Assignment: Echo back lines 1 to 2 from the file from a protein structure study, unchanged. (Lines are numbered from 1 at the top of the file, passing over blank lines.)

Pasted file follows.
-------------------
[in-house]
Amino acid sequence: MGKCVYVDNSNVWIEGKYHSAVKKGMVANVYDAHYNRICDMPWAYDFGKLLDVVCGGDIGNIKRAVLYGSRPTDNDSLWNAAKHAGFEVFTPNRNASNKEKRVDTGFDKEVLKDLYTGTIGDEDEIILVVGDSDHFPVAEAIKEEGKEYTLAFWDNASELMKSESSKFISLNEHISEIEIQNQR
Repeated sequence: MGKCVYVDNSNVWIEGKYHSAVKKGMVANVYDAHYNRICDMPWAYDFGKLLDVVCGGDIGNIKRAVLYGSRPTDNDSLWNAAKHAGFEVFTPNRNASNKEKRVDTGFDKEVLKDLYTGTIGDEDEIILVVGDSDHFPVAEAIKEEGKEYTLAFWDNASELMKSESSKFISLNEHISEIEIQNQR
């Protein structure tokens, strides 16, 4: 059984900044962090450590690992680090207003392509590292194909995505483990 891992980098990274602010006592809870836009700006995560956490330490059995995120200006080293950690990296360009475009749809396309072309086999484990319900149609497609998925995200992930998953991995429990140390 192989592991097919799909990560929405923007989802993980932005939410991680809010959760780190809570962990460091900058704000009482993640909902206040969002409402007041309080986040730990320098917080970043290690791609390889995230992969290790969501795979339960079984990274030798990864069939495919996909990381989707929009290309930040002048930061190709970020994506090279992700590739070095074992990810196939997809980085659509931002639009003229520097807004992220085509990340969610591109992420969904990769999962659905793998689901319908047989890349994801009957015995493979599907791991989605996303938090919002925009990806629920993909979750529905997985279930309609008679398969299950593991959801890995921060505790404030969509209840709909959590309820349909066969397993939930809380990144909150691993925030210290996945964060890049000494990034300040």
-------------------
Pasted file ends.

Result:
[in-house]
Amino acid sequence: MGKCVYVDNSNVWIEGKYHSAVKKGMVANVYDAHYNRICDMPWAYDFGKLLDVVCGGDIGNIKRAVLYGSRPTDNDSLWNAAKHAGFEVFTPNRNASNKEKRVDTGFDKEVLKDLYTGTIGDEDEIILVVGDSDHFPVAEAIKEEGKEYTLAFWDNASELMKSESSKFISLNEHISEIEIQNQR